Copyright in all the material, works, software, design, text, graphics and code contained on or used to produce the web site and in the information and material and in its arrangement or layout, is owned or licensed by Dalton Nicol Reid or its associates unless otherwise indicated. Other than as permitted below, your use of anything in which Dalton Nicol Reid or its associates own copyright is governed by the copyright laws of Australia and its international treaties with other countries.
You are permitted to save or print a copy of the web site solely for your own information, research or study, but only if you do not modify the copy and you include the copyright notice “© Dalton Nicol Reid Pty Ltd. ” on the copy. You may not copy, publish, distribute, create works from or commercially exploit the content of this web site for any other purpose.
Today the world’s gold stock is about 170,000 metric tons. If all of this gold were melded together, it would form a cube of about 68 feet per side. (Picture it fitting comfortably within a baseball infield.) At $1,750 per ounce — gold’s price as I write this — its value would be about $9.6 trillion. Call this cube pile A.
Let’s now create a pile B costing an equal amount. For that, we could buy all U.S. cropland (400 million acres with output of about $200 billion annually), plus 16 Exxon Mobils (the world’s most profitable company, one earning more than $40 billion annually). After these purchases, we would have about $1 trillion left over for walking-around money (no sense feeling strapped after this buying binge). Can you imagine an investor with $9.6 trillion selecting pile A over pile B? Beyond the staggering valuation given the existing stock of gold, current prices make today’s annual production of gold command about $160 billion. Buyers — whether jewelry and industrial users, frightened individuals, or speculators – must continually absorb this additional supply to merely maintain an equilibrium at present prices.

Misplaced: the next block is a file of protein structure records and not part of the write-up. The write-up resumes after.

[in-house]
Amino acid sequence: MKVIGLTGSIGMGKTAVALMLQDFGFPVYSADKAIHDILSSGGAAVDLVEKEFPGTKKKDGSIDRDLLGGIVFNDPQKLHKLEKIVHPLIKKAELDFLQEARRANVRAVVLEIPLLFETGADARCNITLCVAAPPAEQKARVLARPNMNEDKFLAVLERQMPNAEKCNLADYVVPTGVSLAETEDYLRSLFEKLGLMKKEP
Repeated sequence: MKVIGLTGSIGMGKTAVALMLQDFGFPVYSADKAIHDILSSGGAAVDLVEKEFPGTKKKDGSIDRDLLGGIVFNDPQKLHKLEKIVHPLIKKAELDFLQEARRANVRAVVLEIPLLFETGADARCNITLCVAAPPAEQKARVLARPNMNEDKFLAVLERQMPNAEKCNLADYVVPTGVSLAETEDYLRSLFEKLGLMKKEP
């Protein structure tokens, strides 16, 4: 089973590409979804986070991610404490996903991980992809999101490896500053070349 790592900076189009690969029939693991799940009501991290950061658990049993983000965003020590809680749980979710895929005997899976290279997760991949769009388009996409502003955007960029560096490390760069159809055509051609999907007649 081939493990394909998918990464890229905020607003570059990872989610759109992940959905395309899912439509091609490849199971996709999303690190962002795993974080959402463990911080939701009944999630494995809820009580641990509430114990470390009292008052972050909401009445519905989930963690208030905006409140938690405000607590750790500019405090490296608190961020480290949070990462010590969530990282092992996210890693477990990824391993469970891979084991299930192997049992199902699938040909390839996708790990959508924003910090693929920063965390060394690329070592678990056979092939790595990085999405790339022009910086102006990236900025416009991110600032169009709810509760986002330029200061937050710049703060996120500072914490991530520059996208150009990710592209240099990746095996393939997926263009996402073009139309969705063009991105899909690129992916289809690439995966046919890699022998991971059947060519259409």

A century from now the 400 million acres of farmland will have produced staggering amounts of corn, wheat, cotton, and other crops — and will continue to produce that valuable bounty, whatever the currency may be. Exxon Mobil (XOM) will probably have delivered trillions of dollars in dividends to its owners and will also hold assets worth many more trillions (and, remember, you get 16 Exxons). The 170,000 tons of gold will be unchanged in size and still incapable of producing anything. You can fondle the cube, but it will not respond.
Admittedly, when people a century from now are fearful, it’s likely many will still rush to gold. I’m confident, however, that the $9.6 trillion current valuation of pile A will compound over the century at a rate far inferior to that achieved by pile B.
Our first two categories (bonds and gold) enjoy maximum popularity at peaks of fear: Terror over economic collapse drives individuals to currency-based assets, most particularly U.S. obligations, and fear of currency collapse fosters movement to sterile assets such as gold. We heard “cash is king” in late 2008, just when cash should have been deployed rather than held. Similarly, we heard “cash is trash” in the early 1980s just when fixed-dollar investments were at their most attractive level in memory. On those occasions, investors who required a supportive crowd paid dearly for that comfort.